Cats make pretty amazing companions - with their playful, affectionate personalities wrapped up in total cuteness- who wouldn’t want them for a pet?
Besides popular opinion that cats are far less affectionate as compared to dogs-okay, dogs really want you to be there, but a feline just wants you to clean up their mess! Besides, you can go for the more affectionate cat breeds. Truth is, they may seem pretty selfish, but they are just as affectionate as dogs although their emotions and adoration are far less demonstrative.
Developing a rewarding relationship with your feline companion is all about providing food, water, shelter and proper care. Some of the basic cat care tips
There are numerous varieties of cat food such as canned, semi-moist or dry foods which are among the most common types.
Generally, the type of food you decide to feed your furry friend comes down to owner preference. However, semi-moist and canned food add some fluids in the cat’s diet as compared to dry foods.
The American Society for the Prevention of Cruelty to Animals (ASPCA) suggests feeding them with high-quality, brand name. Additionally, ASPCA recommends consulting a veterinarian for a full assessment in order to establish the suitable diet you can give it to ensure it is very healthy.
Nonetheless, factors such as health, age, and activity levels should be considered when coming up with a diet or feeding schedule.
What to consider:
- The diet should be rich in taurine- a necessary amino acid which ensures the heart and eyes remain healthy.
- Adequate provision of clean and fresh water refills on a daily basis as well as cleaning the bowl regularly.
- Carefully, read food labels especially, if your feline is refusing to eat and if you decide to feed the cat baby food, ensure they do not contain any onions or garlic powder, as these ingredients could poison it.
- Unless advised otherwise by a vet, never feed it with human food as they may be toxic or cause your cat to become severely ill. There are some human foods that are particularly known to be harmful or cause poisoning.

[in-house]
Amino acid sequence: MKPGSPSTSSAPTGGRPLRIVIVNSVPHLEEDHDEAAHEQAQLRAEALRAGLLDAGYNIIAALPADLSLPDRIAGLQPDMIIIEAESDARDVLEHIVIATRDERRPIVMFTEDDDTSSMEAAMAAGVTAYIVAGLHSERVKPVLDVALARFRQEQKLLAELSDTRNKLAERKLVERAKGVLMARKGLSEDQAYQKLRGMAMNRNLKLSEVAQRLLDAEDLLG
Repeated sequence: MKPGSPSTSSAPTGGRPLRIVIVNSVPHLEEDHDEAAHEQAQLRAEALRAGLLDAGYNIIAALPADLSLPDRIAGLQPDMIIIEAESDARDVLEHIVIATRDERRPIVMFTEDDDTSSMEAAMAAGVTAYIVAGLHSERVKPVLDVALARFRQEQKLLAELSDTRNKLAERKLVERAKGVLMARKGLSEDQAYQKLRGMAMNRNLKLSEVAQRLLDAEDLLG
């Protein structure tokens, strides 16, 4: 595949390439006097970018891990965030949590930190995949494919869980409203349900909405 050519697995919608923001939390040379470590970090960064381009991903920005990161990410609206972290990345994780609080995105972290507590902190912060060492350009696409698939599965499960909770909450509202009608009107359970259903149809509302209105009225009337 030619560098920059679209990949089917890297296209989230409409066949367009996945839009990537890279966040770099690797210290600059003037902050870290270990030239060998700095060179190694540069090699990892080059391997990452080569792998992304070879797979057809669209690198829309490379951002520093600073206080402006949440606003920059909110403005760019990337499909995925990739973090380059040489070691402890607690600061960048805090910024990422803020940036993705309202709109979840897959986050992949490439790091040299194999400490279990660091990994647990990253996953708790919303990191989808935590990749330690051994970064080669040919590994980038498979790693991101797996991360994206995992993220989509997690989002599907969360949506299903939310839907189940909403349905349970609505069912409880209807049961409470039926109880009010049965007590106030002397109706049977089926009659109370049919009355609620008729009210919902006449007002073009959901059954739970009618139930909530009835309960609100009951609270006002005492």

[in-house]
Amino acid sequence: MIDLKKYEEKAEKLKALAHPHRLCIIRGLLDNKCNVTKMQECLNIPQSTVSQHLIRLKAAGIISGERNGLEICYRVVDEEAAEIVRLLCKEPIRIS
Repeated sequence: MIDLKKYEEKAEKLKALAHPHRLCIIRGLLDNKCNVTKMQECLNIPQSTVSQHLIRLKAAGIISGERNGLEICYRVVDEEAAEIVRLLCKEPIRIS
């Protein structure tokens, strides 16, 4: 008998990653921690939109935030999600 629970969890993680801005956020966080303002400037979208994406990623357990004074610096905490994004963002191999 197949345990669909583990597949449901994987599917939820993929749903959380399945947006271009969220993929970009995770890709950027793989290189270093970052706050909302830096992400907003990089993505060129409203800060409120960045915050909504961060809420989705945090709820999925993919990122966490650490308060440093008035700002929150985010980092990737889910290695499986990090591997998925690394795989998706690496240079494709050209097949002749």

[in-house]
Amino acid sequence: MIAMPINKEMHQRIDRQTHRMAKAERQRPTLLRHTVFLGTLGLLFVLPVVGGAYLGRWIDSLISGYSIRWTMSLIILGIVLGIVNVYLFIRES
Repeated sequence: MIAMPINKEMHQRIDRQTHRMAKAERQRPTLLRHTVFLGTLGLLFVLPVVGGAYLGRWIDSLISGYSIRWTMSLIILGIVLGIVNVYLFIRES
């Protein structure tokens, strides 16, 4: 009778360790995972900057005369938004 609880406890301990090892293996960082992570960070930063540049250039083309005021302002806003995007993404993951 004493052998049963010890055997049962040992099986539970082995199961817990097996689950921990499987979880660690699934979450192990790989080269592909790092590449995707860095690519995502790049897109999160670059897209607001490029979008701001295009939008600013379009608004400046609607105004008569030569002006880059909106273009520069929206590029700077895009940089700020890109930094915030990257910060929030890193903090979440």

- If you notice any signs of lethargy, diarrhea, vomiting or anorexia, it’s important to take your pet to a veterinarian.
Naturally, they are relatively clean animals since they usually clean themselves. However, frequently brushing or combing your pet’s fur ensures it remains clean, reduces shedding, the occurrences of hairballs, and prevents or removes fleas as well as parasites.
A cat requires a clean, dry and conducive environment for resting and sleeping. Put a soft and warm blanket or towel in your pet’s bed and remember to constantly wash the bedding as often as possible.
Ensure your cat stays indoors
When you allow your cat to go outdoors, you are exposing it to danger and hence reducing its lifespan compared to indoor cats i.e. keeping them indoors.
Ensure it is safe or protected from the risk of trauma from cat fights, cars, raccoons or dogs from outside by keeping it indoors.
Other than preventing trauma, keeping the cat indoors minimizes the chances of flea or tick infestation as well as prevents contraction of other infectious diseases.
Additional safety measures may include:
- Ensuring that appliances are closed after each use and as a precautionary measure check the appliances before use.
- Secure all windows and doors.
- Walk your pet on a leash.
Gently handle your pet when picking it up by placing one hand on the back of the front legs and the other below the hindquarter and softly lift.
Scratching is a normal behavior for cats. To prevent it from harming you or destroying your furniture, ensure you trim your cat’s nails at least after every 2-3 weeks.
Additionally, you can equip your pet with a stable scratching pole- about 3ft tall, that is covered by a coarse material such as tree bark or sisal.
While brushing your cat, keep a lookout for fleas and other parasites or any strange symptoms such as redness, lumps or bumps.
In case you find any symptoms that seem uncommon kindly inform the vet.
However, it’s vital to schedule regular annual medical examinations for your pet. You should take your cat for a wellness exam/physical examination, which usually involves
- eyes, teeth, and ears check-up.
- Heart check-up.
- booster vaccinations.
- De-flea/ deworming treatments.
Additionally, your pet needs to be vaccinated against cat flu, feline infectious enteritis (FIE), and the feline leukemia virus (FeLV).
Spay and neuter
At the age of 5 months, female cats should be spayed while the male ones should be neutered.
Medicines and poisons
It is advisable to give your them prescription drugs/medications only
- Aspca.org: https://goo.gl/rkLO3e
- Iams.com: https://goo.gl/H4QK5y
- Wikihow.com: https://goo.gl/jYypwd
- Vcahospitals.com: https://goo.gl/7bdF15
- Icatcare.org: https://goo.gl/cvZkjj
- Www2.vet.cornell.edu: https://goo.gl/CE8V3J
- Aspca.org: https://goo.gl/VSKMjC